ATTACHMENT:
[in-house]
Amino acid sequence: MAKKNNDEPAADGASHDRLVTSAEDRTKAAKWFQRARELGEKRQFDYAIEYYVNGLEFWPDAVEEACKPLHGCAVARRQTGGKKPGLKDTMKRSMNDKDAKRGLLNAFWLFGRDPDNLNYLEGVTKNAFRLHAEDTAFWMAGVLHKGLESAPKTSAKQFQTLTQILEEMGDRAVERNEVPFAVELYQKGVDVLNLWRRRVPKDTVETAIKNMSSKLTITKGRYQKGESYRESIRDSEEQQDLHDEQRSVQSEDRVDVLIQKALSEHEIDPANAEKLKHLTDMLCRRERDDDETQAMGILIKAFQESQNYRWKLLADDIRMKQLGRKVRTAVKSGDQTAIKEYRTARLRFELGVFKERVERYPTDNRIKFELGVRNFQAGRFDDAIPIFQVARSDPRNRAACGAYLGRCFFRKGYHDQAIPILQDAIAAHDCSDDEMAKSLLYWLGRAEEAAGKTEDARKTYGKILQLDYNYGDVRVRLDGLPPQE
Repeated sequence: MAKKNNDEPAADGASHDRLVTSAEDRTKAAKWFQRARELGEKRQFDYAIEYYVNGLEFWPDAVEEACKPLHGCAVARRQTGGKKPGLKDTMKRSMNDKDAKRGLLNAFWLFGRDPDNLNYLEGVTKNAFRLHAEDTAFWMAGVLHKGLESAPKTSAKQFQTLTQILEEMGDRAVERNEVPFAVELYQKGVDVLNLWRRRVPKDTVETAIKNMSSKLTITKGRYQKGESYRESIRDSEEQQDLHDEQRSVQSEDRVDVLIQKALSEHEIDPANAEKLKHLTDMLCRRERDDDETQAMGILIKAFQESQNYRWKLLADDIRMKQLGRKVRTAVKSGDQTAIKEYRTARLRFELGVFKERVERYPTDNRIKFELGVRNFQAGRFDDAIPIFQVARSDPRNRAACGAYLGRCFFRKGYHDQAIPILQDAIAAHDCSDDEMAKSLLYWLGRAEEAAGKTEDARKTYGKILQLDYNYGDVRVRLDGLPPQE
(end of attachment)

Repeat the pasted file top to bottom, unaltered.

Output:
[in-house]
Amino acid sequence: MAKKNNDEPAADGASHDRLVTSAEDRTKAAKWFQRARELGEKRQFDYAIEYYVNGLEFWPDAVEEACKPLHGCAVARRQTGGKKPGLKDTMKRSMNDKDAKRGLLNAFWLFGRDPDNLNYLEGVTKNAFRLHAEDTAFWMAGVLHKGLESAPKTSAKQFQTLTQILEEMGDRAVERNEVPFAVELYQKGVDVLNLWRRRVPKDTVETAIKNMSSKLTITKGRYQKGESYRESIRDSEEQQDLHDEQRSVQSEDRVDVLIQKALSEHEIDPANAEKLKHLTDMLCRRERDDDETQAMGILIKAFQESQNYRWKLLADDIRMKQLGRKVRTAVKSGDQTAIKEYRTARLRFELGVFKERVERYPTDNRIKFELGVRNFQAGRFDDAIPIFQVARSDPRNRAACGAYLGRCFFRKGYHDQAIPILQDAIAAHDCSDDEMAKSLLYWLGRAEEAAGKTEDARKTYGKILQLDYNYGDVRVRLDGLPPQE
Repeated sequence: MAKKNNDEPAADGASHDRLVTSAEDRTKAAKWFQRARELGEKRQFDYAIEYYVNGLEFWPDAVEEACKPLHGCAVARRQTGGKKPGLKDTMKRSMNDKDAKRGLLNAFWLFGRDPDNLNYLEGVTKNAFRLHAEDTAFWMAGVLHKGLESAPKTSAKQFQTLTQILEEMGDRAVERNEVPFAVELYQKGVDVLNLWRRRVPKDTVETAIKNMSSKLTITKGRYQKGESYRESIRDSEEQQDLHDEQRSVQSEDRVDVLIQKALSEHEIDPANAEKLKHLTDMLCRRERDDDETQAMGILIKAFQESQNYRWKLLADDIRMKQLGRKVRTAVKSGDQTAIKEYRTARLRFELGVFKERVERYPTDNRIKFELGVRNFQAGRFDDAIPIFQVARSDPRNRAACGAYLGRCFFRKGYHDQAIPILQDAIAAHDCSDDEMAKSLLYWLGRAEEAAGKTEDARKTYGKILQLDYNYGDVRVRLDGLPPQE